Nonviolence

WRI's Nonviolence Programme promotes the use of active nonviolence to confront the causes of war and militarism. We develop resources (such as the Handbook for Nonviolent Campaigns) and provide nonviolence training to groups seeking to develop their skills.

WRI's Nonviolence Programme:

  • empowers grassroot activists in nonviolent campaigns, through resources, publications and by leading training in nonviolence;

  • coordinates regional nonviolence trainers' networks;

  • educates the WRI and wider network of the connections between economics and war.

We believe the goals of peace and justice will eventually be achieved through the persistent work of grassroots movements over time, in all countries and regions. Our mission is to support these movements, helping them gain and maintain the strength needed for the journey they face, and to link them to one another, forming a global network working in solidarity, sharing experiences, countering war and injustice at all levels.

The front cover of our Handbook for Nonviolent Campaigns

Resources

Handbook for Nonviolent Campaigns

In 2014 we published the second edition of our Handbook for Nonviolent Campaigns, a book to accompany and support social change movements. The book – written by over 30 seasoned activists - has been translated into over ten languages, and several thousand copies have been sold. A wide variety of movements, campaigns, trainers and individual activists from around the world have made use of the Handbook.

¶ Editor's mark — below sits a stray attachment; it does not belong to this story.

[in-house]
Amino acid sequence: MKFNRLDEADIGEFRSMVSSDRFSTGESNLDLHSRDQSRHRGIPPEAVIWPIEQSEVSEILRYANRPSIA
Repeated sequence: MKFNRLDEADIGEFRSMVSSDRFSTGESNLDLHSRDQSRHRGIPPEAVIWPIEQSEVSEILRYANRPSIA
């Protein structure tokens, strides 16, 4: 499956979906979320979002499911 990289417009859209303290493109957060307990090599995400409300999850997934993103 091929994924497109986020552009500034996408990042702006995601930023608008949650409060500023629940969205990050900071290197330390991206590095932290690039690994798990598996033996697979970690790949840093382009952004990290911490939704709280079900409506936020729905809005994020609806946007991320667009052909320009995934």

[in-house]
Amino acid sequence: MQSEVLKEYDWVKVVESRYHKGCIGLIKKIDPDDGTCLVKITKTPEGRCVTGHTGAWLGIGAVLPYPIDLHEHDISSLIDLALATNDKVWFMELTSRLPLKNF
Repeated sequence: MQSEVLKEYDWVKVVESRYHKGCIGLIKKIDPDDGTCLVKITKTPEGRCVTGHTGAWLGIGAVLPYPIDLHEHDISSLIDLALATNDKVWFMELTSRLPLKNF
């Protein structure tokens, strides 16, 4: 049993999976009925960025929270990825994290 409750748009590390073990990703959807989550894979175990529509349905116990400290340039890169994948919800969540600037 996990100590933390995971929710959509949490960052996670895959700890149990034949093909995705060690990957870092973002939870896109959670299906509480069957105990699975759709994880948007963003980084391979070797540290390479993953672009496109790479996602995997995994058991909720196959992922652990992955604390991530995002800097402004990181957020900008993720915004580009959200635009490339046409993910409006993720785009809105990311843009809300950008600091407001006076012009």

The English and Spanish version of the Handbook can be bought from the WRI webshop.

The German version of the Handbook is published and sold by Graswurzelrevolution.

For information other editions/languages, please contact us at info@wri-irg.org.

Empowering Nonviolence

From April 2017, the Handbook – and lots of other content – will be available online on our new Empowering Nonviolence website. Empowering Nonviolence allows users to browse the content of the Handbook, helping to make activists and movements more effective in their campaigning and direct action, more strategic in their planning, and to become more sustainable, as they learn from others and share stories and ideas.

New Worlds in Old Shells

When we think of nonviolent social change we often think of protests, direct action, banners, placards, and crowds in the street. Often these actions are saying “No!”, resisting the causes of violence and war, and they are very necessary. As important though, are the communities and organisations “building a new world in the shell of the old”, saying “yes!” by putting into practise the emancipatory, nonviolent, empowering ways of working and living we hope – one day – everyone will experience. Gandhi coined the word “constructive programmes” to describe this sort of social change, and we are currently writing a new publication exploring these ideas, called New Worlds in Old Shells.

Nonviolence Training